Wingshooting and life have much in common. Some days are simply better than others. There are days when not a single pigeon flies your way, when the spurfowl refuse to flush, and the sly guineafowl manage always to stay one step ahead of you. Fortunately, such days are interspersed with good days and, occasionally, the wingshooter is blessed with a perfect day, when the flocks of rock pigeons seem endless; when the spurfowl fly fast and true, or you finally manage to outsmart those crafty guineas.
The Tuinplaas Farmers’ Society recently held their annual wingshooting event to raise funds for various projects. On a crisp Saturday morning, a large group of wingshooters gathered at a venue in the Tuinplaas area to enjoy a shoot on the surrounding Springbokvlakte. The event commenced with a delicious breakfast, after which each team comprising four to six shooters was allocated a guide and a farm where the day’s shooting would take place. These events exemplify how hunters, farmers and the local community can work together for the mutual good.
Feeling that familiar pre-shoot excitement and anticipation, our four-man team met our guide, Kenny, manager of a large farm in the area. It soon became clear what a truly special wingshooting venue this is; while the farm’s core industry is its large piggery, we saw vast wheat fields, recently harvested, and as we drove up to a field, a flock of guineafowl numbering hundreds flew into the adjacent veld. On the way to the farm we’d also noticed groups of spurfowl ducking off into the roadside grass. Jaco, Ed, Raymond and I climbed out of our vehicles and assembled our guns with the early morning air alive with the calls of Swainson’s spurfowl.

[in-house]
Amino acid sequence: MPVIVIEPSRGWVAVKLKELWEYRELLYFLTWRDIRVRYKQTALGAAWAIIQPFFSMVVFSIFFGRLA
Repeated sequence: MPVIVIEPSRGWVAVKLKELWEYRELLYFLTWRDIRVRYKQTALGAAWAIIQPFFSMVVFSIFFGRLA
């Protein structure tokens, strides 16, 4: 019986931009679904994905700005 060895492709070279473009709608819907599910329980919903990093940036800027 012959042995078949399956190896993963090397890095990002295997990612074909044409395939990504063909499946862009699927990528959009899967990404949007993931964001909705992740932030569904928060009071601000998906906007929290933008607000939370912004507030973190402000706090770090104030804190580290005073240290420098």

Ed let his German short-haired pointer, Abby, out of his vehicle; Raymond did the same with his pointer, Luna, and the dogs immediately tested the air, picking up the scent of the many birds. Luna expended her pent-up energy and excitement by running about sniffing everywhere before the hunting began. Kenny’s plan was to work the large areas of natural veld bordering the harvested wheat fields, the terrain comprising open grassy areas interspersed with thick stands of thorn-trees and bushes – prime spurfowl country. Kenny chose the blocks with cattle-pens, where the dogs could slake their thirst and cool off.
Read the full article in the November 2019 issue of Magnum.